What really gets me is how many parents are enabling this foolishness. Heck, I can’t understand any parent doing so, but that’s just me. Mamas and daddies are supposed to be preparing their kids for the real world, not setting them up to go to the animal shelter or abandoned beside a country road.

From the perspective of the furries, however, I can see the appeal.

I think I could deal with identifying as a dog. My dogs lay around in the house or the sunshine all day. They only bathe when it’s necessary (ie, when we can con them into the bathtub.) They eat a good breakfast every day, and have snacks along the way. Bones and leftovers from supper are evenly apportioned. They bark furiously when they so desire. Humans step in and stop it whenever there is a fight. They get loved on approximately 23 hours of every day. And they get the best parts of the bed. That’s a good life. Maybe that’s why most dogs are so happy all the time.

My goats may have it even better. They eat, wander, bounce, play, (forgive me) have sex, and headbutt things they don’t like. If they don’t want to stay in the fence, they break out and go elsewhere. They eat everything they want, when they want it. Sure, the males stink sometimes, but let’s not get personal. All guys smell bad sometimes.

My donkeys have it pretty good, too. Again, there’s the whole eating and sleeping thing. Neither of them cares about what goats love the most, so there’s no tension there. They lie in the sun and roll in the dust. They get treats. They get brushed, rubbed and groomed. They get hugged multiple times a day, often by strangers. Faking a minor injury keeps them from having to work. And they can kick anything they don’t like into the next county.

When it comes to my geese, they have it made. They can poop anywhere they wish. They have their own pool that gets cleaned every day or so. Everything and everybody fears them. You have to admit, that’s an advantage in today’s world.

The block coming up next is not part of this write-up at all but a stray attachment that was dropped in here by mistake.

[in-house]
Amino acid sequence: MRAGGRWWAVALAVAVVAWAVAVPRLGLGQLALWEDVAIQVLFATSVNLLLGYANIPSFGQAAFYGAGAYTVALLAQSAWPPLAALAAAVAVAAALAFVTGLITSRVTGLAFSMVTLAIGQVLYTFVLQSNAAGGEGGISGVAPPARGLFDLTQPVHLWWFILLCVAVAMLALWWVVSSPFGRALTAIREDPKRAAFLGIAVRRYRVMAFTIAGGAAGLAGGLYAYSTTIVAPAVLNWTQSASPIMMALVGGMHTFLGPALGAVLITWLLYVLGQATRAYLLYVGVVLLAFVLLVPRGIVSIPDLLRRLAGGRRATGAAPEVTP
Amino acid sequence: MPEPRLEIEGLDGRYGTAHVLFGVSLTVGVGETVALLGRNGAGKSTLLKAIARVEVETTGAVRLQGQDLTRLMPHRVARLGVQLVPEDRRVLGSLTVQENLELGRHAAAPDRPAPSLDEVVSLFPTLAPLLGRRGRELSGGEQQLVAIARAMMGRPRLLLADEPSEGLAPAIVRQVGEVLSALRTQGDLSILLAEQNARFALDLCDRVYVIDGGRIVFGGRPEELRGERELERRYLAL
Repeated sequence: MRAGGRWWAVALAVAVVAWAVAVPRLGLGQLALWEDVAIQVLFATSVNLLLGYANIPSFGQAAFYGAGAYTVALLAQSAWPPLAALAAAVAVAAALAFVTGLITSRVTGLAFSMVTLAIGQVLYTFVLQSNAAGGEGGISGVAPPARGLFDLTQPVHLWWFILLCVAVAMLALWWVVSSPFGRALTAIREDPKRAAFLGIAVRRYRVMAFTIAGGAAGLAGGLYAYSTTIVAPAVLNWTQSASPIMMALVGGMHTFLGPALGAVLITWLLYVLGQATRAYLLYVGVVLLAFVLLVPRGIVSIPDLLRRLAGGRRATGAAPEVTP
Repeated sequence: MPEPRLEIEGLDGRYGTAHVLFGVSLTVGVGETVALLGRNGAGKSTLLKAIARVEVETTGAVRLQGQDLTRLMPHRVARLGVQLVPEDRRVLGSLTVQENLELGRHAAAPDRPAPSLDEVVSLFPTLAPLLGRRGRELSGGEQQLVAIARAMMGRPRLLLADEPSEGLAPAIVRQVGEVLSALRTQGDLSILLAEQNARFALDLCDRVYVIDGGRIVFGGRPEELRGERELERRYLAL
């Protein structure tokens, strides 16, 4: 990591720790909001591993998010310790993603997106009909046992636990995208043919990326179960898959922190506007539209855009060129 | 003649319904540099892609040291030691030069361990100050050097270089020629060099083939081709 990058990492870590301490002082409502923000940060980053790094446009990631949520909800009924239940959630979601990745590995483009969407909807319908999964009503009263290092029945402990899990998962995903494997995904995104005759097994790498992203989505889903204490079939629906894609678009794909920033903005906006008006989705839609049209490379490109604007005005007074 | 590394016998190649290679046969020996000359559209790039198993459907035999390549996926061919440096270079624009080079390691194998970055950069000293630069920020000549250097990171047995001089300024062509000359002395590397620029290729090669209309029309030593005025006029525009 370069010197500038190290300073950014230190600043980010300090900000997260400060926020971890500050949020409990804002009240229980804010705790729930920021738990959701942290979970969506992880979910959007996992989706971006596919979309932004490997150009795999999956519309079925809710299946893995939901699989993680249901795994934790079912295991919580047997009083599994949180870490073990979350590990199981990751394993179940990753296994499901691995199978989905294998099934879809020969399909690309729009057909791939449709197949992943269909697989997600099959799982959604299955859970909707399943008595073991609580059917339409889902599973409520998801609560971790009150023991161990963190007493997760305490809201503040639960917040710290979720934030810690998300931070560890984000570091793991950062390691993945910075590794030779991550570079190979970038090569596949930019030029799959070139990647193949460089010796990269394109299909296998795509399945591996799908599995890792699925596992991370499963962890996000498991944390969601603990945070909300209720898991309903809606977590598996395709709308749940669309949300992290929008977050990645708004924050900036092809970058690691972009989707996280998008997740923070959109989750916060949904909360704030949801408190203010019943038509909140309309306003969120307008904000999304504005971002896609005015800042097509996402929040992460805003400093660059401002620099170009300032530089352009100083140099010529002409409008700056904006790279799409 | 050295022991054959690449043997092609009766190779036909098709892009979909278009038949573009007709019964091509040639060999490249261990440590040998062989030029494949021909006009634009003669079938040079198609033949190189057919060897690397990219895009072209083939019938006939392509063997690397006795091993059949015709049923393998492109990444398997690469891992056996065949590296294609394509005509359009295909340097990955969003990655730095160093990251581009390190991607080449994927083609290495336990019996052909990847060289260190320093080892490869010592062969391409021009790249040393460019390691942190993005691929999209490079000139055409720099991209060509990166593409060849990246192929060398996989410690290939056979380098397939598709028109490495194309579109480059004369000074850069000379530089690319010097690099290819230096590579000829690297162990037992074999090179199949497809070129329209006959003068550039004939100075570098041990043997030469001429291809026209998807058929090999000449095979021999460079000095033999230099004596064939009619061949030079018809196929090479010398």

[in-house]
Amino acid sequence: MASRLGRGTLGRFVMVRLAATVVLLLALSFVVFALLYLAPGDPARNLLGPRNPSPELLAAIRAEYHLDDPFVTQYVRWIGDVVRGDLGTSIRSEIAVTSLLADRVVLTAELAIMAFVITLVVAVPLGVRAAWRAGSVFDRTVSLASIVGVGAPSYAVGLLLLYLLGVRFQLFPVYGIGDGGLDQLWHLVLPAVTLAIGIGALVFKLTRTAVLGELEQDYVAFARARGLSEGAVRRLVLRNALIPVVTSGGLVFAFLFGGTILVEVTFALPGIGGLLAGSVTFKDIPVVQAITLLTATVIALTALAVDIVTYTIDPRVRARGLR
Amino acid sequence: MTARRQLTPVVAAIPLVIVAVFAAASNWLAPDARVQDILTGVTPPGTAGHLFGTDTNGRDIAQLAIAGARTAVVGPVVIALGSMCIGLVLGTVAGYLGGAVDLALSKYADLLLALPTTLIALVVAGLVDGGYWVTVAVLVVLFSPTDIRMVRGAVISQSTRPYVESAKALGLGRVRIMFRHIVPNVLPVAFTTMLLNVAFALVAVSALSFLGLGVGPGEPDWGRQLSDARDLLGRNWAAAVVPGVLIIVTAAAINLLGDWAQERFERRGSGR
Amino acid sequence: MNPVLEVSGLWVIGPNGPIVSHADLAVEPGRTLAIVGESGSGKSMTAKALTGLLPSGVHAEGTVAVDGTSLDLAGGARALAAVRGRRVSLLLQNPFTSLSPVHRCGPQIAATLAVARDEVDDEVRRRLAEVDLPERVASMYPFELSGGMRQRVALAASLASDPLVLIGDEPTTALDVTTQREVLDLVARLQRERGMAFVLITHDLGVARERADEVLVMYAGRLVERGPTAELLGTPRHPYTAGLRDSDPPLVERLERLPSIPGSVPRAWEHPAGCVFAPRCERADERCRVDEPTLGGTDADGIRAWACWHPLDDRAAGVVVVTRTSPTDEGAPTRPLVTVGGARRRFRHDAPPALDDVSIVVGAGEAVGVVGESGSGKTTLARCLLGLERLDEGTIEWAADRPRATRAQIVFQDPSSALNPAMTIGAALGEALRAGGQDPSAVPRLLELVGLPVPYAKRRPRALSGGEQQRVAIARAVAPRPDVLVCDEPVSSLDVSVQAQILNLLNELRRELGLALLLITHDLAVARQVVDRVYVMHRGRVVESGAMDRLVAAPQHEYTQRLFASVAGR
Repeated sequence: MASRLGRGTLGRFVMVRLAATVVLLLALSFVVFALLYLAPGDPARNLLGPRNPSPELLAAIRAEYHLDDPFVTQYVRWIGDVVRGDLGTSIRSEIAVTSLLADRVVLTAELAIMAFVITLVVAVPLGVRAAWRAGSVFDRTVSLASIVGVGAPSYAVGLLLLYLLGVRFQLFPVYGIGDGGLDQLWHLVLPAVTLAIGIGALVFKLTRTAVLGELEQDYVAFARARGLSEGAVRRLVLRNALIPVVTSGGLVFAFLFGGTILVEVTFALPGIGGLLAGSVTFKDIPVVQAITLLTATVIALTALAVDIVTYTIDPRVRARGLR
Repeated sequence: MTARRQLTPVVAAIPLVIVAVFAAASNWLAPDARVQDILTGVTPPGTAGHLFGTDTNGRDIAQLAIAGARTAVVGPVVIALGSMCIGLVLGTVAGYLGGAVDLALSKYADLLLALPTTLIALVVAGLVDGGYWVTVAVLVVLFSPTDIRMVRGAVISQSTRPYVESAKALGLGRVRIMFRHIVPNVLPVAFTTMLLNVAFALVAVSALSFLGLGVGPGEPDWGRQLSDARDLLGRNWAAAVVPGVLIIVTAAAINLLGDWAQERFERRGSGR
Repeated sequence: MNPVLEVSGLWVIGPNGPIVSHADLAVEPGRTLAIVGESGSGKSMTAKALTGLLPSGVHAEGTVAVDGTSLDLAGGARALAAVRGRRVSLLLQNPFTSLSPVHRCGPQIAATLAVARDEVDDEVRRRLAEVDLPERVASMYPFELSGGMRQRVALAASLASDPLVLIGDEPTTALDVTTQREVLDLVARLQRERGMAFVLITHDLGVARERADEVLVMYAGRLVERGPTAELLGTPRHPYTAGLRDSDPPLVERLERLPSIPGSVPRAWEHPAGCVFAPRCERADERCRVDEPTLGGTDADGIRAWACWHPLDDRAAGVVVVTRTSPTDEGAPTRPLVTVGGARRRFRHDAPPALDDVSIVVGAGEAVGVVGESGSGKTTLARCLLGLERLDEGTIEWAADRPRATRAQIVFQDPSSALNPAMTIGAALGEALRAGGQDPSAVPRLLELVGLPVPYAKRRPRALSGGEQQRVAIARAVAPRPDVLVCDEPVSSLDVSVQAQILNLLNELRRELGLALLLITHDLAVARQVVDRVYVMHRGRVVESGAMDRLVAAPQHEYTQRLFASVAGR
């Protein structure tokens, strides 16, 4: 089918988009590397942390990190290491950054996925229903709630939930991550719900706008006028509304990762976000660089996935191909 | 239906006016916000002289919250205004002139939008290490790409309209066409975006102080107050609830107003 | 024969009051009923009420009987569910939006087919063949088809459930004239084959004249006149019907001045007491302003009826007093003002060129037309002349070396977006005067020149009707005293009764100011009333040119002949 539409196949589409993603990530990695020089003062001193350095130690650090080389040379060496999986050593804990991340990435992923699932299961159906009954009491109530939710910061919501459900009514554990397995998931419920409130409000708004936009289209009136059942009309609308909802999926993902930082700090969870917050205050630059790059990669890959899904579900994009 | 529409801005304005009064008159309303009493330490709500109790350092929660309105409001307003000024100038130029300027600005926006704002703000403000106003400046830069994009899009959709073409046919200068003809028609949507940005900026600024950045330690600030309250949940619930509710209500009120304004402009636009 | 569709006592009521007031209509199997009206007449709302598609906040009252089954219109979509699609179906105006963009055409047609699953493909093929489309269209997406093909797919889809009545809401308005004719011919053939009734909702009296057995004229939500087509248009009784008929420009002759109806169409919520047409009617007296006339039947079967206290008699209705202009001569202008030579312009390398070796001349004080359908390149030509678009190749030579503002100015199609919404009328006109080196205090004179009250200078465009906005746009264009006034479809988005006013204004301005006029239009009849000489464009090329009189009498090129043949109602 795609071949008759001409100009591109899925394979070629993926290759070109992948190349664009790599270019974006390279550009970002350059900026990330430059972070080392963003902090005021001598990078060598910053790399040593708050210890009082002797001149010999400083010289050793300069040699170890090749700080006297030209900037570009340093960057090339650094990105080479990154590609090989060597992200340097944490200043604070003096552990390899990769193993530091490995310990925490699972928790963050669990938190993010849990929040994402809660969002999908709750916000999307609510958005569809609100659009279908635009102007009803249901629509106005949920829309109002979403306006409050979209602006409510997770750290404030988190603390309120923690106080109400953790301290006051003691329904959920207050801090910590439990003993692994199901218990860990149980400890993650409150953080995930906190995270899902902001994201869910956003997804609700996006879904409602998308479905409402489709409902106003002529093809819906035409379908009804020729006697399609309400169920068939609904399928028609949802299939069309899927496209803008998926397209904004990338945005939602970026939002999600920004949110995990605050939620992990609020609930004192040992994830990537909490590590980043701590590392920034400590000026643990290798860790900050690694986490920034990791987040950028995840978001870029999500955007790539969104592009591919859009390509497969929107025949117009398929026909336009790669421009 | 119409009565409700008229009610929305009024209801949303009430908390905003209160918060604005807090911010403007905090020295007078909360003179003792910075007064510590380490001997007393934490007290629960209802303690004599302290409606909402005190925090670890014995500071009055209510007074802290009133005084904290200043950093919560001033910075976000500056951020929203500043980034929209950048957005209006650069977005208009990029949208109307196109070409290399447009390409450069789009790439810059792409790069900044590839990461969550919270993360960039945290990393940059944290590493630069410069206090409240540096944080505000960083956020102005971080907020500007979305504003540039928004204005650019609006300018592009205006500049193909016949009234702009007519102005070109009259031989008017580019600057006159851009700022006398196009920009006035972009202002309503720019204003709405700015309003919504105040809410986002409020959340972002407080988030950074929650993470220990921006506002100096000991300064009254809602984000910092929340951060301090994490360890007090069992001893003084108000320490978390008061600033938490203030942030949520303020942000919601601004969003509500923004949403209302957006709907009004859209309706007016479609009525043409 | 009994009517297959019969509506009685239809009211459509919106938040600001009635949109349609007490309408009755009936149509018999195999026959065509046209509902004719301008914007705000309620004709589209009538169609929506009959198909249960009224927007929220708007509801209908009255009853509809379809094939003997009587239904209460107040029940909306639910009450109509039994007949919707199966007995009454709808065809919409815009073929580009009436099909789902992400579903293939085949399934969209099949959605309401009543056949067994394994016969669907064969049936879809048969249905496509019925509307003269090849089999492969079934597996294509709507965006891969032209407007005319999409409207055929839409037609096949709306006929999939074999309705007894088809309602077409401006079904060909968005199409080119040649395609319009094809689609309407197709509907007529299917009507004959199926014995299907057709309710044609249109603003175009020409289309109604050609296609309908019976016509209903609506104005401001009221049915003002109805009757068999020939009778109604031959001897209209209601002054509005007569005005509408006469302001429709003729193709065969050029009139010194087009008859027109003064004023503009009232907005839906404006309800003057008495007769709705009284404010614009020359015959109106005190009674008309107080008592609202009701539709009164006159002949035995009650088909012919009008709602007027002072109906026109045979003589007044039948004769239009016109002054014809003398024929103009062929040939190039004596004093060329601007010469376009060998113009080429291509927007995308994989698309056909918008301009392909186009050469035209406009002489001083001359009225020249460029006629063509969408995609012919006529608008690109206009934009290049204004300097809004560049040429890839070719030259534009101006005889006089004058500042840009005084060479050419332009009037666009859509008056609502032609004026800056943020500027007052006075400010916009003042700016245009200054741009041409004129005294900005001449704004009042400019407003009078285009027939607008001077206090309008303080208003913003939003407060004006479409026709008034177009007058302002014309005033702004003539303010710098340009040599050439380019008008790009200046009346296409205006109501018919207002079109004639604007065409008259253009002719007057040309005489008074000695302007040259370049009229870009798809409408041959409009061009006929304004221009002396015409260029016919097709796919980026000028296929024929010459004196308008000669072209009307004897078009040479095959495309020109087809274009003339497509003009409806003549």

My cats? Well, they get to hunt whenever they wish. They have good food they didn’t pay for, and they can turn their noses up at it. They can stretch out in the sunshine and spend the afternoon napping. That’s not a bad life when you get right down to it.

How about being a beaver? You get to smell good. You have to be fat to survive. You can swim 365 days a year. And everybody admires you for your fur. True, there are a half-dozen or more species that want you for your hide, meat, castoreum and teeth, and you have to work hard, but that work involves playing in the mud all day and cutting down trees.

As appealing as some of these things may be, they cannot be reality.

We’re humans. Know who else is a human? The girl who identifies as a wolf and has a transgender friend who identifies as a dragon (the wolf was interviewed on TV a while back.) The boy who decided that he’s a dog, and therefore doesn’t have to attend school. The girl who meows and hisses and purrs with her friends as their own language, and has a collection of cat ears to attach to her head when they go to nightclubs. I don’t think my cats would enjoy a nightclub.

You can call yourself what you want, and I am fine with that. It’s your choice.

But I am not going to agree with you. In fact, if you get too rambunctious about it, I might trick you into the kennel with a leash, and drop you off at the animal shelter.